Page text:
If you require minors to get "parent consent" before submitting a form... it will either be invalidatable (new words are fun) or simply denied by a large portion of the site's traffic. Sure, you need your parents with you to get into an R-rated movie, but said parents are there physically to allow this transaction. This law basically forces everyone to hit a "I consent that my child may use your services" or for the parents to pony up their credit card info for their children joining MySpace.com

Re:Awful? (0)

Anonymous Coward | about 5 years ago | (#29124833)

My son has a "refillable" credit card that he uses for things like X-Box live points, etc. But he is not 18. I guess vendors have some way to tell the difference? I know he and my wife just refilled it the other day so he could make some online purchase or other on a web site. He had permission, but the site sure still had no way to know this. They just billed the card number he provided.

Re:Awful? (1)

AndrewNeo (979708) | about 5 years ago | (#29125659)

I had a debit card at the age of 16, and it is processable as credit. It is not a validation method of proving age.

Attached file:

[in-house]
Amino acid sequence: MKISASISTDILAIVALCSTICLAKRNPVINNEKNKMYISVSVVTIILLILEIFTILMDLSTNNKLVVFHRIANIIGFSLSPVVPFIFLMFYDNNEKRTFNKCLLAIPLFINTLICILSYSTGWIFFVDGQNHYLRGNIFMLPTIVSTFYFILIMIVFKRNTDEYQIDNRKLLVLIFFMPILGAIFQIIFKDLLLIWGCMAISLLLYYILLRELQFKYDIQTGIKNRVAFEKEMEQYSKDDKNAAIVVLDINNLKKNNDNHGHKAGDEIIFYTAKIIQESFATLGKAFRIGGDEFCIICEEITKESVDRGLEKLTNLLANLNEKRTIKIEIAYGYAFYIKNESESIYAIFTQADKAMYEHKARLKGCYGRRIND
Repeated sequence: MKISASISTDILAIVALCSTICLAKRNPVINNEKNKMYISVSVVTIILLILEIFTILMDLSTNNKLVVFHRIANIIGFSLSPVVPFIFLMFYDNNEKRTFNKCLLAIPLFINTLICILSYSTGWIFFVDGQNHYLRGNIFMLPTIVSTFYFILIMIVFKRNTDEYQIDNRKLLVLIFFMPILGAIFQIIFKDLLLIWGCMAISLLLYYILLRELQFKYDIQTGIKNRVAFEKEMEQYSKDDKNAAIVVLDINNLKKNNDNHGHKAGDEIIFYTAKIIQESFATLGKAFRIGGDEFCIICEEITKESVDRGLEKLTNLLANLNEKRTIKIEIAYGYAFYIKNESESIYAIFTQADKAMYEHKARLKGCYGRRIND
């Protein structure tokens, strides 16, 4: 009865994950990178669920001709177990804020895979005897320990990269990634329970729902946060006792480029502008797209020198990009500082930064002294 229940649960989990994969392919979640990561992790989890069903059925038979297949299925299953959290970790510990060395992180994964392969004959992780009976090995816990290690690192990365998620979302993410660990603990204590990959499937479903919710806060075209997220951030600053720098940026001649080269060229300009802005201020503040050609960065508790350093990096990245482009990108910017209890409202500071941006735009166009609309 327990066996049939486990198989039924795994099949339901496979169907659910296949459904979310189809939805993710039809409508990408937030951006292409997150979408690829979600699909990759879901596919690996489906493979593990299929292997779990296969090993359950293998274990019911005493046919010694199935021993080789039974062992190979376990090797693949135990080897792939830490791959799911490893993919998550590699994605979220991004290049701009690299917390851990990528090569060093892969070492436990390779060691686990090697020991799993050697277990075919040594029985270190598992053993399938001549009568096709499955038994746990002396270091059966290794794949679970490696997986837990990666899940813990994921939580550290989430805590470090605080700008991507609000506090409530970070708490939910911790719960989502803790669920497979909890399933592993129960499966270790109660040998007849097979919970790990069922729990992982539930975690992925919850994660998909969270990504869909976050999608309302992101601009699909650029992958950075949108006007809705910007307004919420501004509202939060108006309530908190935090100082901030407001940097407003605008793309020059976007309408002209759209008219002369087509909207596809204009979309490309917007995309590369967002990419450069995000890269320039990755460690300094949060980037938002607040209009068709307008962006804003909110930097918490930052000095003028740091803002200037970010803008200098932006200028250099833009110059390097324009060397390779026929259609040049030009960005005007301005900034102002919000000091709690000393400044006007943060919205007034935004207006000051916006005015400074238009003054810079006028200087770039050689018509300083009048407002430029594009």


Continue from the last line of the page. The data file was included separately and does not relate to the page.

Re:Awful? (1)

supernova_hq (1014429) | about 5 years ago | (#29125795)

Last I checked you can't use a debit card over the internet...

Re:Awful? (1)

FCAdcock (531678) | about 5 years ago | (#29125905)

Last I checked I ordered pizza over the internet with one today at lunch.

Re:Awful? (0)

Anonymous Coward | about 5 years ago | (#29126009)

processable as credit
did you see that?
processable as credit
I hope you can read.
processable as credit
I know I can.
processable as credit
I bet you can read, since you wrote a comment.
processable as credit
But you know what?
processable as credit
I'm having trouble believing that you can comprehend -
processable as credit
Comprehend anything and everything that you read.
processable as credit

Re:Awful? (1)

AndrewNeo (979708) | about 5 years ago | (#29126163)